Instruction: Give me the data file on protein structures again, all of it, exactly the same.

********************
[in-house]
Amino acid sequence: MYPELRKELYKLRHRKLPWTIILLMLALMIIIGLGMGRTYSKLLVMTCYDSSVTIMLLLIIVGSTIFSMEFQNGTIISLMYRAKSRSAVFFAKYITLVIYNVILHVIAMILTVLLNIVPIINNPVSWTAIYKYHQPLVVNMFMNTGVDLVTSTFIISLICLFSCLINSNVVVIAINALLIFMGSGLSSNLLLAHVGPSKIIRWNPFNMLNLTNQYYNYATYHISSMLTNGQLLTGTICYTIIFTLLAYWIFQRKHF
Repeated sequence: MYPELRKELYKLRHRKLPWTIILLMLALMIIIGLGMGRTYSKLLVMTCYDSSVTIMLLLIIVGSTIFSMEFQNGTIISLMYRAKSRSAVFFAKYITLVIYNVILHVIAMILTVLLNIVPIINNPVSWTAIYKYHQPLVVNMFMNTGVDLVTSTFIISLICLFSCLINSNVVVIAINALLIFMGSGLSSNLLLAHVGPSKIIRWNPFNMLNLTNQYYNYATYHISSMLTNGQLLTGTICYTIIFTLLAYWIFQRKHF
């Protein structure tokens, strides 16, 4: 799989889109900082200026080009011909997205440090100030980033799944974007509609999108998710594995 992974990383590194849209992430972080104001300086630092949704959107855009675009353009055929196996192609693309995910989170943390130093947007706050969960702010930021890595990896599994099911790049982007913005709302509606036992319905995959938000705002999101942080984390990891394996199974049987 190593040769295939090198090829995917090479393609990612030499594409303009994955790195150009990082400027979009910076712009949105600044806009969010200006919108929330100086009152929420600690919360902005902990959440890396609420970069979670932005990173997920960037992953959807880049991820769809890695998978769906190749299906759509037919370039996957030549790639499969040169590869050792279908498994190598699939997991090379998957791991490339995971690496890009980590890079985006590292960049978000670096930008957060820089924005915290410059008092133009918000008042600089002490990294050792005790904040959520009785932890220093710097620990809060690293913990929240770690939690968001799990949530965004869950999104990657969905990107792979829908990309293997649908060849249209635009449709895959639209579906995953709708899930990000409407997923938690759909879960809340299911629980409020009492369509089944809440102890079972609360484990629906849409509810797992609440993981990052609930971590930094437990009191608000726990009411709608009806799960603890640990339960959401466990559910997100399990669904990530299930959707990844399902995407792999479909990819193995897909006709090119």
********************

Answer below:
[in-house]
Amino acid sequence: MYPELRKELYKLRHRKLPWTIILLMLALMIIIGLGMGRTYSKLLVMTCYDSSVTIMLLLIIVGSTIFSMEFQNGTIISLMYRAKSRSAVFFAKYITLVIYNVILHVIAMILTVLLNIVPIINNPVSWTAIYKYHQPLVVNMFMNTGVDLVTSTFIISLICLFSCLINSNVVVIAINALLIFMGSGLSSNLLLAHVGPSKIIRWNPFNMLNLTNQYYNYATYHISSMLTNGQLLTGTICYTIIFTLLAYWIFQRKHF
Repeated sequence: MYPELRKELYKLRHRKLPWTIILLMLALMIIIGLGMGRTYSKLLVMTCYDSSVTIMLLLIIVGSTIFSMEFQNGTIISLMYRAKSRSAVFFAKYITLVIYNVILHVIAMILTVLLNIVPIINNPVSWTAIYKYHQPLVVNMFMNTGVDLVTSTFIISLICLFSCLINSNVVVIAINALLIFMGSGLSSNLLLAHVGPSKIIRWNPFNMLNLTNQYYNYATYHISSMLTNGQLLTGTICYTIIFTLLAYWIFQRKHF
């Protein structure tokens, strides 16, 4: 799989889109900082200026080009011909997205440090100030980033799944974007509609999108998710594995 992974990383590194849209992430972080104001300086630092949704959107855009675009353009055929196996192609693309995910989170943390130093947007706050969960702010930021890595990896599994099911790049982007913005709302509606036992319905995959938000705002999101942080984390990891394996199974049987 190593040769295939090198090829995917090479393609990612030499594409303009994955790195150009990082400027979009910076712009949105600044806009969010200006919108929330100086009152929420600690919360902005902990959440890396609420970069979670932005990173997920960037992953959807880049991820769809890695998978769906190749299906759509037919370039996957030549790639499969040169590869050792279908498994190598699939997991090379998957791991490339995971690496890009980590890079985006590292960049978000670096930008957060820089924005915290410059008092133009918000008042600089002490990294050792005790904040959520009785932890220093710097620990809060690293913990929240770690939690968001799990949530965004869950999104990657969905990107792979829908990309293997649908060849249209635009449709895959639209579906995953709708899930990000409407997923938690759909879960809340299911629980409020009492369509089944809440102890079972609360484990629906849409509810797992609440993981990052609930971590930094437990009191608000726990009411709608009806799960603890640990339960959401466990559910997100399990669904990530299930959707990844399902995407792999479909990819193995897909006709090119």